The Volvo S60 Recharge Plug-In Hybrid Saloon: The Complete Guide For Ireland

Volvo S60 electric Recharge Plug-In Hybrid
Price: N/A
Type of electric vehicle: Plug-In Hybrid Electric Vehicle (PHEV)
Body type: Saloon
Battery size: 18.8 kWh
Electric range (WLTP): 90 km
Tailpipe emissions: 17g (CO2/km)


Electric Cars: The Basics


For those of you new to zero-emission electric driving, we recommend a read of the following articles:


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The Volvo S60 Recharge Plug-In Hybrid Estate


Sweden has created its fair share of global brands, but none with a reputation as good as Volvo Cars, when it comes to passenger safety. Volvo cars is an automotive manufacturer based in Gothenburg, Sweden. The Volvo Group has a long history of success and was established in 1927. Since then the company has had multiple owners, to include the US based, Ford Motor Company. Its current owner is a Chinese automotive behemoth, Geely Automobile, which acquired Volvo Cars in 2010. Geely also owns the automotive brands Lotus Cars and Polestar. 

The automotive manufacturer has an ambition to achieve 50% sales from pure electric cars and the remaining 50% from plug-in hybrid electric cars by 2025. The company is also committed to becoming ‘climate neutral’ across the value chain by 2040. The Volvo electric vehicle (EV) current portfolio includes:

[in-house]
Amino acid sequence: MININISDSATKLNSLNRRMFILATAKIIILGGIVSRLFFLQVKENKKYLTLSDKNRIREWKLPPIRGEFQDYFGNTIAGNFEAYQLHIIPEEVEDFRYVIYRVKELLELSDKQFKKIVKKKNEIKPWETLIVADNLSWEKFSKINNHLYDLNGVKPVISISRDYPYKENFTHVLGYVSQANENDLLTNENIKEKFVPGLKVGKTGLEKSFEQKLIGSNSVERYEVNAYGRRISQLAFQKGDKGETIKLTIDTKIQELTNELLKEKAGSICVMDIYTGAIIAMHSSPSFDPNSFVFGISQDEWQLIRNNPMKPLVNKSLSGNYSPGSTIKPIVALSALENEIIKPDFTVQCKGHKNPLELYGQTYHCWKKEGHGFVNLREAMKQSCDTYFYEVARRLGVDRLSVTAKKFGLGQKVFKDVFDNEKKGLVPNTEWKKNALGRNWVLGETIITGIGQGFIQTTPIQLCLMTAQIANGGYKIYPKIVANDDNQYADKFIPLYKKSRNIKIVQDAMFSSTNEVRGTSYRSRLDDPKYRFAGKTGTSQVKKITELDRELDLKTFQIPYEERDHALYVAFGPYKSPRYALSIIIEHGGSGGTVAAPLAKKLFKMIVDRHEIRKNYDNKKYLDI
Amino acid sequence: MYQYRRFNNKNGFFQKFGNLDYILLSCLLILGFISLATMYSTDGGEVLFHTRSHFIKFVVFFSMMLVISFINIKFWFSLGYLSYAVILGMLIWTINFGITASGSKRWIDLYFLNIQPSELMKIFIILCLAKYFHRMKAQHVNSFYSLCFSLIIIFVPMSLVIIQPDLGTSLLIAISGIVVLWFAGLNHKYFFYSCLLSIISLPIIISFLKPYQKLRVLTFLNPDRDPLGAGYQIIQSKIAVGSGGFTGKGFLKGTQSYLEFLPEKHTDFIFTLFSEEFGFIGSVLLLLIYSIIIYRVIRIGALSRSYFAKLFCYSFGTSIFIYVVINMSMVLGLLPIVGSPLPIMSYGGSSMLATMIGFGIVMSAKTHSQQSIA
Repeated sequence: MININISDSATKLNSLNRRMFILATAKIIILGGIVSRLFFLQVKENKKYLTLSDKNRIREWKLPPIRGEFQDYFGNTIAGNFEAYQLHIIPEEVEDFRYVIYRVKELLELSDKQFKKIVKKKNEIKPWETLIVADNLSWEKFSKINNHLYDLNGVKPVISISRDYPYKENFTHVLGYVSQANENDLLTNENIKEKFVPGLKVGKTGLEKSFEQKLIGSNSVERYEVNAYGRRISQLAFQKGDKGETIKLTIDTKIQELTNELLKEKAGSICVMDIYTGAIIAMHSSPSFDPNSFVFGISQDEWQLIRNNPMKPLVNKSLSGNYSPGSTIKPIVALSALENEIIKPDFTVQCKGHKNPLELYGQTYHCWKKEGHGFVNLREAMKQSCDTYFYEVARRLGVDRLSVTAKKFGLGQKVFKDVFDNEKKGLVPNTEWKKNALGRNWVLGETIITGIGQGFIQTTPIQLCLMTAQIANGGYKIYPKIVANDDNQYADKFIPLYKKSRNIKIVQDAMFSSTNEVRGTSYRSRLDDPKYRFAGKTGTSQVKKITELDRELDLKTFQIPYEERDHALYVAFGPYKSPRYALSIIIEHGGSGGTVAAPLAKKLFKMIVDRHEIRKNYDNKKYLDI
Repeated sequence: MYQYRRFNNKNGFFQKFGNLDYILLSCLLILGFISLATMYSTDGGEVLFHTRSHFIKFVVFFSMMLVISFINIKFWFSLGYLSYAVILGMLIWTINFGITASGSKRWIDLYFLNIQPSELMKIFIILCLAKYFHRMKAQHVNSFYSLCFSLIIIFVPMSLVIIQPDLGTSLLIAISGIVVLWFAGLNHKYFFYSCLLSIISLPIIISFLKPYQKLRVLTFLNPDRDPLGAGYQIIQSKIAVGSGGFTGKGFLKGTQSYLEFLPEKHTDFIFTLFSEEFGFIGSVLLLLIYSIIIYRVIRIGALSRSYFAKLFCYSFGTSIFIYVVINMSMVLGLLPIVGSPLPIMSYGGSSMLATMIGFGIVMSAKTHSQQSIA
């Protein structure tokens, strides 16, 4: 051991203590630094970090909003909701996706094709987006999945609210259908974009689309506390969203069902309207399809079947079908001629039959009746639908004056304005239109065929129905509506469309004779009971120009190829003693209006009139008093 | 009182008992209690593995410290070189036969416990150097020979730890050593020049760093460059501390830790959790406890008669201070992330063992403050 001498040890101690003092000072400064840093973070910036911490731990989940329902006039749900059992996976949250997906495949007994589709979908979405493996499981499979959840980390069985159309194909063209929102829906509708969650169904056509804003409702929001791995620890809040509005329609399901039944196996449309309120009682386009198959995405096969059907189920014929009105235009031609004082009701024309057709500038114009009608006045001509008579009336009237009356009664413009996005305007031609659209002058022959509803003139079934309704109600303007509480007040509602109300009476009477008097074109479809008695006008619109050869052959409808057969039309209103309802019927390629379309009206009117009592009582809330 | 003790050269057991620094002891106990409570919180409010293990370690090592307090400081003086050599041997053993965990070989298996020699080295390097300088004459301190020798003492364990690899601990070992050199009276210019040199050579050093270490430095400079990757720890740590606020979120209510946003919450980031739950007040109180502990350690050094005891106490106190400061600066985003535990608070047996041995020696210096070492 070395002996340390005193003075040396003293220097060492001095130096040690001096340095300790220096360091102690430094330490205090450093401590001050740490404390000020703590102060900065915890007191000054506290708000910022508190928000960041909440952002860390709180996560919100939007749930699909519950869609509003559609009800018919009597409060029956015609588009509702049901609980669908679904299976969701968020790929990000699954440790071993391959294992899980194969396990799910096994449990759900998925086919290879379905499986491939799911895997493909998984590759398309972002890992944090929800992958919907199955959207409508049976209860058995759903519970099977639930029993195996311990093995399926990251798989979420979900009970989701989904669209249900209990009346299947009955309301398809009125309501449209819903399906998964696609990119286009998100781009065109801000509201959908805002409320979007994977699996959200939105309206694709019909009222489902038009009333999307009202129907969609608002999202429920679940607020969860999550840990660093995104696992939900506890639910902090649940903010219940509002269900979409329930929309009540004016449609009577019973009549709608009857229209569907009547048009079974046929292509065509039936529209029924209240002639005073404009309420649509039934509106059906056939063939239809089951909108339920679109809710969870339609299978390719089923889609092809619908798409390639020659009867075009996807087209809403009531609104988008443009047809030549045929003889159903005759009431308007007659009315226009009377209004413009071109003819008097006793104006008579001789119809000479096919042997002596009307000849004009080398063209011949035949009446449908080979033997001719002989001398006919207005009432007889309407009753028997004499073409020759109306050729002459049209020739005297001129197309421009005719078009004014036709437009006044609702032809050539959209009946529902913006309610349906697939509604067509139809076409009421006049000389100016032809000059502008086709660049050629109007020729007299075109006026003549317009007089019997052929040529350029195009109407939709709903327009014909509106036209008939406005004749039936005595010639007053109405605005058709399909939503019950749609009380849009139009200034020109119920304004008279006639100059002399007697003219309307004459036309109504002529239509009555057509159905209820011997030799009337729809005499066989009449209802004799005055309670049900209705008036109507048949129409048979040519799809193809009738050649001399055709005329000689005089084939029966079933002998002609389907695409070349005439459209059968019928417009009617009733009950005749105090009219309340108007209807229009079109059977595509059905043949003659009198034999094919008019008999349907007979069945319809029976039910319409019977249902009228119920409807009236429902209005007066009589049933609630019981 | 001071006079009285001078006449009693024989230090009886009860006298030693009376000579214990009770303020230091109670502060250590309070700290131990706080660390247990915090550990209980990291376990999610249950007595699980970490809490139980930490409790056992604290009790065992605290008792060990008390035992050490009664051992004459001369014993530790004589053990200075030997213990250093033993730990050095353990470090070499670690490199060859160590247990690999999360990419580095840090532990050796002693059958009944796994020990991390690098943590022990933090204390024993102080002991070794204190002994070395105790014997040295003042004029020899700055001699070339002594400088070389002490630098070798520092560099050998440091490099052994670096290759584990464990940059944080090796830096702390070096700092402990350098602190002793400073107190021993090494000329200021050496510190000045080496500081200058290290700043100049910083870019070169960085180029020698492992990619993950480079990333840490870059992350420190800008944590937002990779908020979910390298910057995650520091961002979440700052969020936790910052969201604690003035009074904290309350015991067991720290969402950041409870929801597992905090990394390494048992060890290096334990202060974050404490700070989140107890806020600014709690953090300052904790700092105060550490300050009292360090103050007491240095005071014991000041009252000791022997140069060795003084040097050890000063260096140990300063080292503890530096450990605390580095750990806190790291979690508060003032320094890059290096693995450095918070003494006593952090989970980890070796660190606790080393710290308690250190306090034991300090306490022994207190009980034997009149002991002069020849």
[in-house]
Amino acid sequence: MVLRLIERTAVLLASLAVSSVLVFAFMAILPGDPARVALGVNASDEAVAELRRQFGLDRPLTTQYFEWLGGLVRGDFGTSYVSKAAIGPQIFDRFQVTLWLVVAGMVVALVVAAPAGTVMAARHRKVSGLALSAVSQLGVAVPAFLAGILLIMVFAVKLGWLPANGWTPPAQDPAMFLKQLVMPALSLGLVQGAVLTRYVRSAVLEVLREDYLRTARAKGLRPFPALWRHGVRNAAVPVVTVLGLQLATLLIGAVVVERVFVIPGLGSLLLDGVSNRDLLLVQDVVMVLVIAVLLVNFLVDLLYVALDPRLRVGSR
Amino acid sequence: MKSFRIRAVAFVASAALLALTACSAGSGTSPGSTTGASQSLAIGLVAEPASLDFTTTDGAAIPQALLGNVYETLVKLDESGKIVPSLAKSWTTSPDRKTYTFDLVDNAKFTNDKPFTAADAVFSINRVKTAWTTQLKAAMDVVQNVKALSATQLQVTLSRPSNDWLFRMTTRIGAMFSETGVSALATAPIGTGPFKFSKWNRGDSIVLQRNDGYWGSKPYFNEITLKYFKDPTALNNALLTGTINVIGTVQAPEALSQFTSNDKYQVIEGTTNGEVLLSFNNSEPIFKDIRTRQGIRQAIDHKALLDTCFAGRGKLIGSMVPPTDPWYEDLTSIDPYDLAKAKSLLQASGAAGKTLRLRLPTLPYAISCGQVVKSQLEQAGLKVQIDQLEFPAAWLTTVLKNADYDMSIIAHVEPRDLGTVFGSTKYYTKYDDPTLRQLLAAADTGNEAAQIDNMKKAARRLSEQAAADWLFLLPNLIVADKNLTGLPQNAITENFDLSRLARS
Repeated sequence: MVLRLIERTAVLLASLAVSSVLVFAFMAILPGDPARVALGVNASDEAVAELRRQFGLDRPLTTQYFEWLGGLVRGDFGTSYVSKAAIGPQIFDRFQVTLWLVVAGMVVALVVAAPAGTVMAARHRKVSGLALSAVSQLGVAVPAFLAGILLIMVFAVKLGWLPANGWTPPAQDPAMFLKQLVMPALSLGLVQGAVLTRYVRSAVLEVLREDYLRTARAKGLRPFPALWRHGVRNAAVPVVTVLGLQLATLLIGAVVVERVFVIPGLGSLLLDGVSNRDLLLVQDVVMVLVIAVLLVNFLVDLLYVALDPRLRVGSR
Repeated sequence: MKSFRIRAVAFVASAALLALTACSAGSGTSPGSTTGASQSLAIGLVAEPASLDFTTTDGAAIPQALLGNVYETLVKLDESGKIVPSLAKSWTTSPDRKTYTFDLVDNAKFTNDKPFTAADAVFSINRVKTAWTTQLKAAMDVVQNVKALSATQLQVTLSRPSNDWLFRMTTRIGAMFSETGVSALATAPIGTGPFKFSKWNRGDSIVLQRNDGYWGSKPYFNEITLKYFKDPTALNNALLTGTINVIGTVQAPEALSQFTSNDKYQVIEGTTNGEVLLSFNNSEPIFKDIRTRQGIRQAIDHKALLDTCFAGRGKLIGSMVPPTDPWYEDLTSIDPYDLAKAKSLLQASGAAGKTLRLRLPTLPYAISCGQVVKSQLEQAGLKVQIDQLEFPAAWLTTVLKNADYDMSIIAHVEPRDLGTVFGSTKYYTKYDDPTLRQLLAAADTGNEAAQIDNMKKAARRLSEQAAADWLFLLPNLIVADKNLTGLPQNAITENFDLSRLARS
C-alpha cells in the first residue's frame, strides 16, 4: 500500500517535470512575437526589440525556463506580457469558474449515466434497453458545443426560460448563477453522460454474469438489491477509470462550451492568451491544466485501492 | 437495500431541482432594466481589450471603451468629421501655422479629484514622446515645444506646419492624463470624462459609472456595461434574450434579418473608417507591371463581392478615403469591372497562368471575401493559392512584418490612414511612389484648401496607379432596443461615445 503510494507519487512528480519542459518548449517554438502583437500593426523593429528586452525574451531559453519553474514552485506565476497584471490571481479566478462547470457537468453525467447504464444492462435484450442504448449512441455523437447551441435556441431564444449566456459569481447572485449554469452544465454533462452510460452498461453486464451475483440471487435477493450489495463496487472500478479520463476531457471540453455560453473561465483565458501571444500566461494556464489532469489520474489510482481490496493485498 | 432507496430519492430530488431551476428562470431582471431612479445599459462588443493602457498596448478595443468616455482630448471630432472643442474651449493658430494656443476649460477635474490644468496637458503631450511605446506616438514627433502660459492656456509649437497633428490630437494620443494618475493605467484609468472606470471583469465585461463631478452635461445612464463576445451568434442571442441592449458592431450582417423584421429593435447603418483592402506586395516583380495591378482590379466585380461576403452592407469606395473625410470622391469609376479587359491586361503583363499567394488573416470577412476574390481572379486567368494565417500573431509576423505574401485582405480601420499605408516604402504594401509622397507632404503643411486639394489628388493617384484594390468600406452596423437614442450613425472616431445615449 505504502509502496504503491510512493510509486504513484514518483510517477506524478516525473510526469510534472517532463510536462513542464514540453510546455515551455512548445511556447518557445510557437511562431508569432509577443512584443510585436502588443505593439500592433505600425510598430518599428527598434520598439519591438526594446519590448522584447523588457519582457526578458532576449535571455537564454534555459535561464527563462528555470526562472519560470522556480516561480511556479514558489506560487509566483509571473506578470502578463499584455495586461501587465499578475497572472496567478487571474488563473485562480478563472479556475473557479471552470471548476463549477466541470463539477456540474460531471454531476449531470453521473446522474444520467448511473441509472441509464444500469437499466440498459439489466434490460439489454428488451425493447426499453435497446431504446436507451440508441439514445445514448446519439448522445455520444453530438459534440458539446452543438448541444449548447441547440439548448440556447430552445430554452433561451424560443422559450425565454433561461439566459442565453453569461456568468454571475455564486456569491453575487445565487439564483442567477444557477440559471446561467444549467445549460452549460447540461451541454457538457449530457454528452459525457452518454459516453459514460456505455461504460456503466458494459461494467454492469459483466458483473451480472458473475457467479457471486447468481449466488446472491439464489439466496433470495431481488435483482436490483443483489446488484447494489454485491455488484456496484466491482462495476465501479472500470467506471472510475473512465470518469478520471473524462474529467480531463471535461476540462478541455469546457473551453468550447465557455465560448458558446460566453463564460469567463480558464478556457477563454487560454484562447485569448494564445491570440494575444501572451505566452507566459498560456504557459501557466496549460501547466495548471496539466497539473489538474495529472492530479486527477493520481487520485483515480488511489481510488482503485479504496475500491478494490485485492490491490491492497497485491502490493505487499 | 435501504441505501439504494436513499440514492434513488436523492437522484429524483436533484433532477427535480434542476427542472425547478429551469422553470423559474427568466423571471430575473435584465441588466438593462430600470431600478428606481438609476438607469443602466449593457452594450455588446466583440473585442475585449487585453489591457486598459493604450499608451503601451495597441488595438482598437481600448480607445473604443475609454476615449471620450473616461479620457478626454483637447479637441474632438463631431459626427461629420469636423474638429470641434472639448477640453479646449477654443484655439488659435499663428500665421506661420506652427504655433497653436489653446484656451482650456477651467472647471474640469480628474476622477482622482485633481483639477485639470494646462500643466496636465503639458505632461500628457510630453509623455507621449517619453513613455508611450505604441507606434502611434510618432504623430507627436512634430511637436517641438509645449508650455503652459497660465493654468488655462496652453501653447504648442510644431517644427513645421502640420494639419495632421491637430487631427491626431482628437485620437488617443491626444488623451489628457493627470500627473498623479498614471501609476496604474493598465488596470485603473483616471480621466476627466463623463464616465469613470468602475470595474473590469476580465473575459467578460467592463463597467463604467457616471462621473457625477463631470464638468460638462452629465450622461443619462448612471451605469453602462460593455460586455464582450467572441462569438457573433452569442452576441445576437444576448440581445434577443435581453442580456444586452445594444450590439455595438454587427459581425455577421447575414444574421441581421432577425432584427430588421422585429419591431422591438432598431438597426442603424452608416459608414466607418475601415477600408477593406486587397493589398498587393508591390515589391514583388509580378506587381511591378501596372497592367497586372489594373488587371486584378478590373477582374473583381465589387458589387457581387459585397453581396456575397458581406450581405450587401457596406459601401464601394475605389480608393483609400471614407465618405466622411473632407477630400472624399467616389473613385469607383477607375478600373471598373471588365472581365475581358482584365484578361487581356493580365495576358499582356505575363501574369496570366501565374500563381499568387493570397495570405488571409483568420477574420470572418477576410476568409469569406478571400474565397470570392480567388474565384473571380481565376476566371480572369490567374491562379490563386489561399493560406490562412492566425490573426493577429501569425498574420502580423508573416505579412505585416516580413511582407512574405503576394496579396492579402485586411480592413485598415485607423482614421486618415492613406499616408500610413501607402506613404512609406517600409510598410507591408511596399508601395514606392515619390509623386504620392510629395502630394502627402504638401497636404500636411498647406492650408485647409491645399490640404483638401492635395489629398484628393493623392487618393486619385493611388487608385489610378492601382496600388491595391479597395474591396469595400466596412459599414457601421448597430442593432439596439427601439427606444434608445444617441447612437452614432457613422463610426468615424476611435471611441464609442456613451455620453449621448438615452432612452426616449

The Volvo S60 conventional petrol and diesel saloon variants have been available since 2000. As with other Volvo models, the company has also introduced the S60 as a lower tailpipe-emission plug-in hybrid electric vehicle (PHEV). In late 2021, the PHEV was upgraded.

The updated Volvo S60 Recharge PHEV has much to offer families and company-car drivers seeking practicality and lower motoring costs. The upgrade of the onboard EV battery has positioned this saloon electric car, as one of the few EVs capable of delivering a real-world emission-free electric range close to 80 km.

The Volvo S60 plug-in electric car has a 18.8 kWh onboard EV battery, with a claimed zero-emission electric range up to 90 km (WLTP certified). This is certainly impressive, given the average EV range of a PHEV (40 km). However, the real-world EV range will be lower, impacted by a number of factors, to include: driving profile, speed, passenger load, weather, road condition and more. Assuming a 75 km emission-free electric range is more realistic, which still remains impressive and can be leveraged for city and motorway driving.